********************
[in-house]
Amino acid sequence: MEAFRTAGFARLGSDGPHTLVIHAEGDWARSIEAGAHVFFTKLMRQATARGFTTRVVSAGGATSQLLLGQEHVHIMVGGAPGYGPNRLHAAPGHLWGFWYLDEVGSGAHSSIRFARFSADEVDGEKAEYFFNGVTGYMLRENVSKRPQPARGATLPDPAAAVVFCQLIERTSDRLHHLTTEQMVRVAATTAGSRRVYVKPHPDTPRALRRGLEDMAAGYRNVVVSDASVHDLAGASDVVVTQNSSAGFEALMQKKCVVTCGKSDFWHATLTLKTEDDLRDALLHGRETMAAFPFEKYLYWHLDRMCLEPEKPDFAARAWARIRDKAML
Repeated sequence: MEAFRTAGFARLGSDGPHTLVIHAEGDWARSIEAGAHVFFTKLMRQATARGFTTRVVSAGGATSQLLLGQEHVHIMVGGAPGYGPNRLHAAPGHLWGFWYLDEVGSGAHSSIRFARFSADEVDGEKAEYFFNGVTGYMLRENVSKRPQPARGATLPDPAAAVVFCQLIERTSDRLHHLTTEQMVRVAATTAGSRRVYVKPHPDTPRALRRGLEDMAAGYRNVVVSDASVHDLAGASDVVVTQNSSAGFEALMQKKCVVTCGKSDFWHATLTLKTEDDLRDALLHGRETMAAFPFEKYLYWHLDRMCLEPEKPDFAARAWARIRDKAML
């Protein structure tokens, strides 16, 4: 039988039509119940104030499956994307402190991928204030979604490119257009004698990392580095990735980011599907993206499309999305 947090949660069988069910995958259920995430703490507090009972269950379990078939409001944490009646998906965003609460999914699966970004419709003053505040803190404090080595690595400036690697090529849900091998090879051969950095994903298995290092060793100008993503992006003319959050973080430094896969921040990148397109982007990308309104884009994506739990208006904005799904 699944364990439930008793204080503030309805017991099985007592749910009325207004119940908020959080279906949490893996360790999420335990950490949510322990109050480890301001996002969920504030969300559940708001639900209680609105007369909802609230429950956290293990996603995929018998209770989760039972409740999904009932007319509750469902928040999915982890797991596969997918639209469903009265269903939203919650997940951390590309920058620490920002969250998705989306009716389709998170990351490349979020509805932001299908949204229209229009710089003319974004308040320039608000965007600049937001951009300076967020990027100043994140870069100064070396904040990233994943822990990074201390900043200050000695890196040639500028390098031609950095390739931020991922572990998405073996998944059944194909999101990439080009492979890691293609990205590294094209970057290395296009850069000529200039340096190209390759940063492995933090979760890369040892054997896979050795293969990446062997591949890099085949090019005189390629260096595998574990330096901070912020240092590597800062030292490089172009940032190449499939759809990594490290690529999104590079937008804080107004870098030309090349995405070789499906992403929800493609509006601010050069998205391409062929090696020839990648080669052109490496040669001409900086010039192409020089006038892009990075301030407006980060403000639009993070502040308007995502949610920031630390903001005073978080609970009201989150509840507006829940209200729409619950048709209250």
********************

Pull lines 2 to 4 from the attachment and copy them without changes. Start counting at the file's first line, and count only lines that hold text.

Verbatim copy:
Amino acid sequence: MEAFRTAGFARLGSDGPHTLVIHAEGDWARSIEAGAHVFFTKLMRQATARGFTTRVVSAGGATSQLLLGQEHVHIMVGGAPGYGPNRLHAAPGHLWGFWYLDEVGSGAHSSIRFARFSADEVDGEKAEYFFNGVTGYMLRENVSKRPQPARGATLPDPAAAVVFCQLIERTSDRLHHLTTEQMVRVAATTAGSRRVYVKPHPDTPRALRRGLEDMAAGYRNVVVSDASVHDLAGASDVVVTQNSSAGFEALMQKKCVVTCGKSDFWHATLTLKTEDDLRDALLHGRETMAAFPFEKYLYWHLDRMCLEPEKPDFAARAWARIRDKAML
Repeated sequence: MEAFRTAGFARLGSDGPHTLVIHAEGDWARSIEAGAHVFFTKLMRQATARGFTTRVVSAGGATSQLLLGQEHVHIMVGGAPGYGPNRLHAAPGHLWGFWYLDEVGSGAHSSIRFARFSADEVDGEKAEYFFNGVTGYMLRENVSKRPQPARGATLPDPAAAVVFCQLIERTSDRLHHLTTEQMVRVAATTAGSRRVYVKPHPDTPRALRRGLEDMAAGYRNVVVSDASVHDLAGASDVVVTQNSSAGFEALMQKKCVVTCGKSDFWHATLTLKTEDDLRDALLHGRETMAAFPFEKYLYWHLDRMCLEPEKPDFAARAWARIRDKAML
């Protein structure tokens, strides 16, 4: 039988039509119940104030499956994307402190991928204030979604490119257009004698990392580095990735980011599907993206499309999305 947090949660069988069910995958259920995430703490507090009972269950379990078939409001944490009646998906965003609460999914699966970004419709003053505040803190404090080595690595400036690697090529849900091998090879051969950095994903298995290092060793100008993503992006003319959050973080430094896969921040990148397109982007990308309104884009994506739990208006904005799904 699944364990439930008793204080503030309805017991099985007592749910009325207004119940908020959080279906949490893996360790999420335990950490949510322990109050480890301001996002969920504030969300559940708001639900209680609105007369909802609230429950956290293990996603995929018998209770989760039972409740999904009932007319509750469902928040999915982890797991596969997918639209469903009265269903939203919650997940951390590309920058620490920002969250998705989306009716389709998170990351490349979020509805932001299908949204229209229009710089003319974004308040320039608000965007600049937001951009300076967020990027100043994140870069100064070396904040990233994943822990990074201390900043200050000695890196040639500028390098031609950095390739931020991922572990998405073996998944059944194909999101990439080009492979890691293609990205590294094209970057290395296009850069000529200039340096190209390759940063492995933090979760890369040892054997896979050795293969990446062997591949890099085949090019005189390629260096595998574990330096901070912020240092590597800062030292490089172009940032190449499939759809990594490290690529999104590079937008804080107004870098030309090349995405070789499906992403929800493609509006601010050069998205391409062929090696020839990648080669052109490496040669001409900086010039192409020089006038892009990075301030407006980060403000639009993070502040308007995502949610920031630390903001005073978080609970009201989150509840507006829940209200729409619950048709209250």